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Microsoft and OpenAI vow to implement “safeguards” to address “misinformation”

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For decades, Microsoft was unable to “reinvent” the browser, sticking to its obsolete Internet Explorer until it got replaced by Edge, based on Google’s Chromium.

But now, according to the tech dinosaur, it is nothing less than “reinventing” both Bing, its search engine, and Edge, by making them “AI-powered.” It is an undertaking Microsoft is carrying out together with OpenAI.

Microsoft is a major investor (the figure reportedly runs into billions) in OpenAI, an artificial intelligence lab, so it’s no surprise they would be partnering to “innovate.”

And they are doing it “responsibly,” meaning that, “safeguards to defend against harmful content” and “address issues such as misinformation and disinformation (…) and preventing the promotion of harmful or discriminatory content” will be implemented.

One way to interpret this is that Bing and Edge will now come with censorship baked right in the products themselves, ostensibly requiring less intervention after the fact – “responsible by design” is how a post on Microsoft’s blog, buzzing with industry buzzwords, puts it.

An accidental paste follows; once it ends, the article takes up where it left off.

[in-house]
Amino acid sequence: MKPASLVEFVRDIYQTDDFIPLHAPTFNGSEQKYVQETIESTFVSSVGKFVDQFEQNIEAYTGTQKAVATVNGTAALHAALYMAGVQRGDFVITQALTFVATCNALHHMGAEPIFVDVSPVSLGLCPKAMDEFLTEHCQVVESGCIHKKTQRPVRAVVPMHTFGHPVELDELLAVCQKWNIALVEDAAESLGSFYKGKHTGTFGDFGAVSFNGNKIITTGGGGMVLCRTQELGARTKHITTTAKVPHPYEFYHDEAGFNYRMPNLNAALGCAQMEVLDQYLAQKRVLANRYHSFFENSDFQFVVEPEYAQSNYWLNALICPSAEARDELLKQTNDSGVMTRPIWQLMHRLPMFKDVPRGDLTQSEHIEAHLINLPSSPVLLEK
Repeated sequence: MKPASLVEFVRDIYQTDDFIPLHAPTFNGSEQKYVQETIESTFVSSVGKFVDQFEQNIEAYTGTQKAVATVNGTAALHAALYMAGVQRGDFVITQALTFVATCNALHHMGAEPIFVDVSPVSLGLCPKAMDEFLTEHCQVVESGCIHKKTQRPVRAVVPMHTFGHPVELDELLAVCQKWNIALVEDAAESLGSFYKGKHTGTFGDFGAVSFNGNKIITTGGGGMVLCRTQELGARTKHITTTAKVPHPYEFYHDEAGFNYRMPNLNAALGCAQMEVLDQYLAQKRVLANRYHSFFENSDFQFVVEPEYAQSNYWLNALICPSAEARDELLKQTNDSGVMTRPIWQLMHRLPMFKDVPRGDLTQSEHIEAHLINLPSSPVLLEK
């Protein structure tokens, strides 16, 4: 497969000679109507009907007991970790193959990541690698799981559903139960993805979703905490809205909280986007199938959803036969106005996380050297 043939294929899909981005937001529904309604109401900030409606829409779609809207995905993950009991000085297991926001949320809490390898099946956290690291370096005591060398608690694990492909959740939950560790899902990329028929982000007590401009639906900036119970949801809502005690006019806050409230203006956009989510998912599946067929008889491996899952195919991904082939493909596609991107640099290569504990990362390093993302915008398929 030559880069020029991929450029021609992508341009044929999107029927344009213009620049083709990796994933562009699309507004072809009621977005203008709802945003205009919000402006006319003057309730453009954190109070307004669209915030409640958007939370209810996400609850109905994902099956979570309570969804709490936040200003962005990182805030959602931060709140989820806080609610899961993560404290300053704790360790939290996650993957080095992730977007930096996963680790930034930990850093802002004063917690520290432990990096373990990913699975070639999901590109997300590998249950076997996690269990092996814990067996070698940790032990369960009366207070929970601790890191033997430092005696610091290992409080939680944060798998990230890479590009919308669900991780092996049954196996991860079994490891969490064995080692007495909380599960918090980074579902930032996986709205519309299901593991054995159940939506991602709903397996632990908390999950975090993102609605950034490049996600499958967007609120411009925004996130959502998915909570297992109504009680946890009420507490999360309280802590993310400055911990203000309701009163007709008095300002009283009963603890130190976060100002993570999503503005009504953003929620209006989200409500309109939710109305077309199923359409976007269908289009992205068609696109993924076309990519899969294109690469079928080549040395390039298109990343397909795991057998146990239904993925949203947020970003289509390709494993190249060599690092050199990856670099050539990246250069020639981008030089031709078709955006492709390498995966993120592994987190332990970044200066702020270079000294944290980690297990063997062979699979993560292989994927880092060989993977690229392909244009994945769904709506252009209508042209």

The “AI-powered” search and browser are currently available as a preview and promise not only better search, but also incorporating chat for those “more complex questions” that Microsoft says current search engines often fail to properly answer, as well as “the ability to generate content.”

The blog post consistently mentions “chat” – but what they clearly mean is integrating some variation on OpenAI’s ChatGPT both in the search itself, and in Edge, where access to it is added in the UI.

According to Microsoft’s announcement, it is “more powerful” but builds on ChatGPT and GPT-3.5. And good news for lovers of closed-source, proprietary software: the Redmond giant has something called the “Prometheus” model, which it described as a proprietary way of working with the OpenAI one.

It seems that the goal is to bring in as much control to the search as possible, on the part of the tech giant, though it doesn’t quite describe it that way, instead promising “more relevant, timely, and targeted results” – and “improved safety.”

The core search, naturally, is ruled by algorithms, and Microsoft says it is now applying AI to Bing’s ranking engine, in order to make the results “more accurate and more relevant than ever.”

Right now, all this is available on the desktop, but the preview will “scale to millions” in the coming weeks. The mobile is next, where the model will also be first available as a preview.

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